Forskning ved Københavns Universitet - Københavns Universitet

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Quantification and Management of Manifest Occlusal Caries Lesions in Adults: A Methodological and a Clinical Study

Publikation: Bog/antologi/afhandling/rapportPh.d.-afhandlingForskning

Resin fissure sealants were introduced in child and adolescents dental health care in the late 1960s and early 1970s in Denmark. Since the initial experience was good, sealing of first molars’ occlusal surfaces shortly after tooth eruption was a regular caries preventive treatment in the 1980s. Today, due to the improved dental health, resin sealants on occlusal surfaces are mainly used based on indication, i.e. surfaces with progressive enamel lesions.
Previous studies indicate that progression of the occlusal caries lesion may be arrested with resin sealants provided that the sealant is tight. Demineralization will stop and the sealed dentinal lesions become bacteriologically inactive over time. At the same time the consistency of the dentin lesion will change; thus, the lesions become dry and leathery as a sign of inactivity if the lesion is opened. However, it is not common to use resin sealants on medium deep or deep dentinal lesions; and only few studies examine the effect of resin sealants of lesions in adult patients.
The progression of dentinal caries lesions are evaluated radiographically based on scores of lesion depth by paired comparison of X-rays, or by subtractions radiography. All three methods have their limitations, and it is difficult to assess whether a lesion has progression, unchanged or even regression during a follow-up period. A precise and reproducible method for measuring the lesion extension has been desirable.
The purpose of this thesis was to investigate the effect of resin sealing of occlusal lesions in adult patients which were assessed to be in need of restorations according to the current treatment strategies. At the same time the purpose was to develop a method to measure radiological lesion extension.
The clinical study included 52 patients with 72 teeth with primary occlusal lesions. Randomization was performed in cases of more than one lesion in the same patient, so that the final material consisted of 60 resin sealed and 12 restored lesions. After 2-3 years, there was a drop-out of 15%; 2 patients did not show up for the control and 9 previously sealed lesions were restored by patients' GP. All 12 restorations and 39 of the remaining 49 sealants were well-functioning (p = 0.18). Additional 7 sealants (14%) were repaired or replaced and 3 sealants (6%) were restored during the follow-up period. By paired comparison of the radiological extension of the lesions from baseline and the last control radiograph, there was scored caries progression beneath 5 (10%) of 49 sealants, caries regression beneath 1 (2%) sealant and unchanged lesion depth beneath 43 (88%) sealants and all restorations (p = 0.64).
The methodological study included 110 permanent molars with occlusal lesions in different stages. The lesions were visually scored with ICDAS scoring system then sectioned into a facial and a lingual fraction. Digital radiographs and macroscopic photos of each fraction were taken. After randomization, the facial or the lingual fraction of each tooth was color-dyed with Caries Detector®, and digitally photographed.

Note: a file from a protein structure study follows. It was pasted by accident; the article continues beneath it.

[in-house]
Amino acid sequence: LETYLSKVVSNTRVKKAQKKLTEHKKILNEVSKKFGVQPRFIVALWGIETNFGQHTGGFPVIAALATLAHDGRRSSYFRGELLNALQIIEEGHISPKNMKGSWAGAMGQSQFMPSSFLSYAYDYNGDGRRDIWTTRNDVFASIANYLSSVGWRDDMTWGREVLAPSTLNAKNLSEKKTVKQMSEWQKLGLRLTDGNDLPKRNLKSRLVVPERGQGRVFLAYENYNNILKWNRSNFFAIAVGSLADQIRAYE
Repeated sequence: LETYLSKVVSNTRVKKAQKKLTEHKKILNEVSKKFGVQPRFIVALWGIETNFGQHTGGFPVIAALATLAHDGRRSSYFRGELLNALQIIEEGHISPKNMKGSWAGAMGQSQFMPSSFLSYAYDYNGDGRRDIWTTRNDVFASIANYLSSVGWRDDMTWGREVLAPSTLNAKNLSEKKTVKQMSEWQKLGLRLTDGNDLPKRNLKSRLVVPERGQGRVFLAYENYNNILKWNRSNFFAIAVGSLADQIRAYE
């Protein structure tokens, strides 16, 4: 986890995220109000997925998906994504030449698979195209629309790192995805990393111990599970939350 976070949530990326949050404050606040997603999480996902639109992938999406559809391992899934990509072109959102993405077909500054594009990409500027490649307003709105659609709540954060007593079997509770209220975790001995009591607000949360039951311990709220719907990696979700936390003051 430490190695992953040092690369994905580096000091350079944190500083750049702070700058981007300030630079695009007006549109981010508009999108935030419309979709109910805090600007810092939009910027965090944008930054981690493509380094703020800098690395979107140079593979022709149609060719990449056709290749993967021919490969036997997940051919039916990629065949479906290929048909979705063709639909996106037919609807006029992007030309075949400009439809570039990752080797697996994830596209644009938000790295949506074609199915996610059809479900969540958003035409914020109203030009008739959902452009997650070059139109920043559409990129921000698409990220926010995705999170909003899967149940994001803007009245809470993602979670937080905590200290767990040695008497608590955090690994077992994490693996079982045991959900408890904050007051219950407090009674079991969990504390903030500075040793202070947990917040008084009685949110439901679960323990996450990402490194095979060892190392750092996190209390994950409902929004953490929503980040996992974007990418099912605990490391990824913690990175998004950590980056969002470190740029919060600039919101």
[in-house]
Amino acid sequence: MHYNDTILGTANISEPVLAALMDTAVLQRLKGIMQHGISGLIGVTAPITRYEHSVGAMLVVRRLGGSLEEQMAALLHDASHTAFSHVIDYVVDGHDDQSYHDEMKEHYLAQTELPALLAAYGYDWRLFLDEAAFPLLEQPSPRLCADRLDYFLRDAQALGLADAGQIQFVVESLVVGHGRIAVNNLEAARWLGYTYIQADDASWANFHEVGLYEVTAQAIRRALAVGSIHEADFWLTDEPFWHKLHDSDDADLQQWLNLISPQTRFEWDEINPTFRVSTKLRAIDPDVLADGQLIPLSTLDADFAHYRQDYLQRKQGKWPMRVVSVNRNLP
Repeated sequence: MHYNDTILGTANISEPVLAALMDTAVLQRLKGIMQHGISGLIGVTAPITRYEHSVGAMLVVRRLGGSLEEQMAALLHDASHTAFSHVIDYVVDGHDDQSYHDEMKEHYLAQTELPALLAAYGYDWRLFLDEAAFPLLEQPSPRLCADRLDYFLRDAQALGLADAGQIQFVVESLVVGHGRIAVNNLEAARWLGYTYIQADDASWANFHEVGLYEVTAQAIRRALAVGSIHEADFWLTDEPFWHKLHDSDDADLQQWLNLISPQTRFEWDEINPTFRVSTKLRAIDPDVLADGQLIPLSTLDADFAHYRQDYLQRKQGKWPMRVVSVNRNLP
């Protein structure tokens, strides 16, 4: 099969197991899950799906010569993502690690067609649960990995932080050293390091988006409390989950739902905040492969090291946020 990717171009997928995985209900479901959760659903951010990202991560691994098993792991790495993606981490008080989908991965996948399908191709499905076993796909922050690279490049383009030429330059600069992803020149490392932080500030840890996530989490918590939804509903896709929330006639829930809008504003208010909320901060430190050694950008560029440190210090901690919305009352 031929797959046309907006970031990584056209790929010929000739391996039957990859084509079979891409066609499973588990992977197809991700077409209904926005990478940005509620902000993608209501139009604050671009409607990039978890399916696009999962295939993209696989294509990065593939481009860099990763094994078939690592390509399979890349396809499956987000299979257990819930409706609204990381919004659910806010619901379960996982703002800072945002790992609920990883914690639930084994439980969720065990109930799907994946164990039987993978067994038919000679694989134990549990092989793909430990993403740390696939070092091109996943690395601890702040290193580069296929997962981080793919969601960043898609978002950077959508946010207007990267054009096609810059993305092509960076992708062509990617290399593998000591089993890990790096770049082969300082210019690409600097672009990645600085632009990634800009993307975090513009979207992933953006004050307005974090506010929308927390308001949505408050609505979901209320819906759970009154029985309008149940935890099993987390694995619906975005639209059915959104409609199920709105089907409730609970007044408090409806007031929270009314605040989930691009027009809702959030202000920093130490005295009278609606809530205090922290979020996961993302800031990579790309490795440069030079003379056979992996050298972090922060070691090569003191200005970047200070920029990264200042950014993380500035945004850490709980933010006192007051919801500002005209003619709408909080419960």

The maximum width and the deepest extent of the lesions, enamel-dentin-junction and enamel-cement-junction were marked, and their relative dentinal depth and width were measured in the 2 histological images before and after dying, as well as on the radiographical images. Significant correlation was found between ICDAS scorings and the measured depth and width of the lesions on the histological images before and after color-dying and radiographically. However, there was a tendency to underestimate the histological depth of the lesions with ICDAS. Furthermore, the results showed that there was only a slight difference in the relative depth and width of the lesions measured histologically before and after color-dying, but that the histological extension of the lesions were generally greater than the radiographical.
The measurement method was subsequently used to assess the radiological extension of the lesions in the clinical trial. The relative depth was measured on the digitized radiographs from baseline and the last control of the 49 sealed lesions which could be followed in 2-3 years. Measurements showed unchanged depth in 40 (82%) lesions, progression in 2 (4%) and regression in 7 (14%) lesions. Caries lesions with no clinical cavity formation showed full retetntion of sealant and no progression, while lesions with enamel or dentin cavities showed cases with deficient retetntion as well as caries progression. Significant correlation was found between the retention of the sealants and the need for re-treatment of the lesion.
Based on the obtained results it can be concluded that the resin sealing is an effective treatment in arresting caries progression of medium deep and deep occlusal caries lesions which were in need of restoration in adult patients. Frequent control intervals are necessary to follow the clinical and radiographical changes of the sealed lesions. With the developed measurement method, it is possible to measure the relative depth and width of occlusal caries lesions histological and radiographical with high accuracy and reproducibility. This method can now be used in monitoring occlusal lesions progression as well as regression in clinical investigation.
OriginalsprogEngelsk
Antal sider54
StatusUdgivet - nov. 2010

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